Architecture Weekly #155 - 27th November 2023
Welcome to the new week!
Event-driven systems are famous for immutability, and GDPR is famous for data removal. Does that mean that event-driven systems cannot be compliant with privacy rules?
Data governance practices are, unfortunately, not discussed enough in event-driven systems. People treat events more like freehand drawing, sometimes as mesh, but ending too often with a mess instead.
In my latest article, I explained both techniques specific to event-driven systems and tools like Kafka, Marten, and EventStoreDB and put them into broader strategic thinking about privacy.
It’s a follow-up to the guide to GDPR for busy developers I published two weeks ago.
A reminder about tomorrow’s webinar about Leveraging BPMN for Seamless Team Collaboration in Software Development with Mário Bittencourt. We’ll learn how to use it to describe and document our business process to get a common understanding.
It’ll happen on 28th November at 6 PM. See more details.
Speaking about collaboration and modelling, I have two more resources for you:
They nicely explain the variety of tools we can use and their importance in building a collaboration culture in our teams. That’s critical to gain insights and perspectives from different stakeholders. Of course, it’s tricky, and we should also consider mental fatigue to make it sustainable.
I was mentally fatigued from last week’s OpenAI madness. Let me just put it here as it is, out of the chronicler’s duty…
Yeah… Let’s move on.
Moving the data on is the key thing in Event Streaming solutions. Having data is one thing, but processing it efficiently, passing it to others, analysing it, and correlating it is a growing challenge. We already have tools that provide the possibility to do it inflight (like Apache Flink), but the number of data to process is growing even faster.
Check what Confluent CEO Jay Kreps thinks about the future of it and how Stipe is doing that on a bigger scale:
Have a look also at the insights from Claire Caroll on how to get better skills in being a data analyst:
Automation is a critical part of continuous integration and deployment. But how do you fluently switch automation systems? If we’re running our project long enough, our tooling will need to change. That includes CI/CD, and there being fast and supportive of the process is extremely important.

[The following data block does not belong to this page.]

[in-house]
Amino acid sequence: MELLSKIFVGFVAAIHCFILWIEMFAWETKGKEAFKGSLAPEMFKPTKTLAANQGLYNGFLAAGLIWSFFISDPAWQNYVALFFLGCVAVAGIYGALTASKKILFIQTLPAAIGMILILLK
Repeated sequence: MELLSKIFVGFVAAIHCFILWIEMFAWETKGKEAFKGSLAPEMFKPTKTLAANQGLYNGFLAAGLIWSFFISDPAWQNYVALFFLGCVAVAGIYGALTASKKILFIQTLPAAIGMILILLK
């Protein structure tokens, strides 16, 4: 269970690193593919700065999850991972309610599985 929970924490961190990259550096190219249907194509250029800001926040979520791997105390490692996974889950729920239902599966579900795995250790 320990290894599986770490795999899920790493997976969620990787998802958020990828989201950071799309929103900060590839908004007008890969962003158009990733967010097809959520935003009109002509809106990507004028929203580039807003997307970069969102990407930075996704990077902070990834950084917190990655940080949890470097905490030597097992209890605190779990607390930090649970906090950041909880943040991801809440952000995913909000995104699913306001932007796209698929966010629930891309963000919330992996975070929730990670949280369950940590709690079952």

For big projects such changes are too often postponed, as we don’t want to have our delivery process disturbed. Check two great resources from Spotify.
The first one is super intriguing as Pia Nilsson explains how they transitioned from full team autonomy, which too often meant an isolated island, to a more centralised platform. It’s a great story on transitioning the platform team mentality from playing with CI/CD tools and experimenting to becoming an enabling team for others. I love the term Platform Takes The Pain, it’s a great motto, as too often I saw that platform teams believe they’re the foundational and elitist team. At the same time, they’re there to help others deliver business value.
The seconds show how they switched their build systems for iOS applications to Bazel. It’s a great, not a long, but multilayered case study showing how to tackle such migration and what to consider while doing it. A nice operation on trying to cut the time you’ll have to build systems to the bare minimum. As always, the hybrid approach costs a lot.
Maintaining multiple build systems during a migration can be costly. In our case, we saw differences between the two build systems running in parallel which, at times, caused interesting compilation failures in one of the two build systems. For example, developers would report builds passing locally but failing in CI. Even though we had greatly reduced the time developers spent waiting for their changes to be tested in CI, our platform engineers now spent more time helping feature engineers debug build system issues.(…) We realized that the only way to completely remove this maintenance cost was to move to a single build system as soon as possible.
If you’re into Platform Teams, check this resource from CNCF:
They released their guidance explaining:
What is a platform
Attributes of successful platforms
Attributes of successful platform teams
Challenges when implementing platforms
How to measure the success of platforms
Capabilities of platforms
And also remember, as Charity Mayors said in:
It’s not about whether you deploy on Fridays or not; it’s about “owning your own shit”. So, be responsible for what you’re running and make yourself accountable for how you run and what you run on prod.
Mistakes can happen and will happen, but we need to be sure that we have the tools, skills and confidence that we’ll be able to handle that.
A nice inspiration for dealing with failures can be research from other industries, especially with more mature engineering practices. For instance:
Check also other links!
p.s. I invite you to join the paid version of Architecture Weekly. It already contains the exclusive Discord channel for subscribers (and my GitHub sponsors), monthly webinars, etc. It is a vibrant space for knowledge sharing. Don’t wait to be a part of it!
p.s.2. Ukraine is still under brutal Russian invasion. A lot of Ukrainian people are hurt, without shelter and need help. You can help in various ways, for instance, directly helping refugees, spreading awareness, and putting pressure on your local government or companies. You can also support Ukraine by donating, e.g. to the Ukraine humanitarian organisation, Ambulances for Ukraine or Red Cross.